Inupiat communities have been hunting Bowheads for more than two millennia for subsistence food. In recent decades, the International Whaling Commission has approved an annual quota of 67 whales for nine Inupiat villages in Alaska. This subsistence harvest is deemed ecologically sustainable and not detrimental to the recovery of the population.

My first experience of a Bowhead hunt in Kaktovik was in September 2001. After the whale was brought ashore, everyone — from infants to elders — gathered around the creature to offer a prayer to the creator, and thank the whale for giving itself up to, and providing needed food for, the community. The muktuk (whale skin and blubber) was then shared among community members in three formal celebrations over the year to come — Thanksgiving, Christmas, and Naluqatuk (a June whaling feast), two of which I attended.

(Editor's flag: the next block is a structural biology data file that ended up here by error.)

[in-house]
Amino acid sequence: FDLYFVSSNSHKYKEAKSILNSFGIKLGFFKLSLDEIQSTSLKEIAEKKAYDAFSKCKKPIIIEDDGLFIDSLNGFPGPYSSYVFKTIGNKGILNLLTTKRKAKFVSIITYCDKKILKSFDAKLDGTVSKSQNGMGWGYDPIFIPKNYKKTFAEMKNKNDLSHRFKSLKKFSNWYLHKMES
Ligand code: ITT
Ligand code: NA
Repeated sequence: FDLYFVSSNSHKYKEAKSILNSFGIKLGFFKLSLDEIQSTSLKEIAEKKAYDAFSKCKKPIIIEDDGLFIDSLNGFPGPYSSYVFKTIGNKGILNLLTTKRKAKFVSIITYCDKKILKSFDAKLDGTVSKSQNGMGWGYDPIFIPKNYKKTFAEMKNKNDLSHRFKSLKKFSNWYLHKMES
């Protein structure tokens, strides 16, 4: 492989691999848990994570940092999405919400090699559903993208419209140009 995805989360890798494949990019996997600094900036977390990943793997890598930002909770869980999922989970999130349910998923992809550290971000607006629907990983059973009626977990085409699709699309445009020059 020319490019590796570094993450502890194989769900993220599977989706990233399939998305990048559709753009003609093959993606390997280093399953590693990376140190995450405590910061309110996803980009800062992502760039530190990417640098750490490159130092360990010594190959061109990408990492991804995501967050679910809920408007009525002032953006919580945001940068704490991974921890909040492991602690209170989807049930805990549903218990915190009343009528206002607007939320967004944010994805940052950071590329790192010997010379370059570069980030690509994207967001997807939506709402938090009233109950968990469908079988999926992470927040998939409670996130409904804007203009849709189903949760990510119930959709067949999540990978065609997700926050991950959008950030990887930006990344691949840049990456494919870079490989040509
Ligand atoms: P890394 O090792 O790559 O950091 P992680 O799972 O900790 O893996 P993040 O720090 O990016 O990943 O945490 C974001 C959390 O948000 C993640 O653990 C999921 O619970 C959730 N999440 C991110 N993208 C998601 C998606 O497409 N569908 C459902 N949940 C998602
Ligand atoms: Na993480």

Inupiat cemetery.Inupiat cemetery with Bowhead jawbones, Kaktovik, 2001.Photo: Subhankar BanerjeeIn 2007, with writer Peter Matthiessen I visited Point Hope and Point Lay, two Inupiat communities of about 1,000 inhabitants on the Chukchi Sea coast. Point Hope is considered one of the oldest continuously inhabited settlements in North America. At Point Lay, we accompanied Bill and Marie Tracey on a 17-hour boat ride during a Beluga whale hunt. After the whales were beached, four generations gathered in a circle to offer prayer and thanks to the whales. In other words, for such Alaskan Inupiat communities whales are far more than food on the table. Their cultural and spiritual identity is inextricably linked to the whales and the sea. If Shell’s vessels head north, the question is: How long will these communities survive?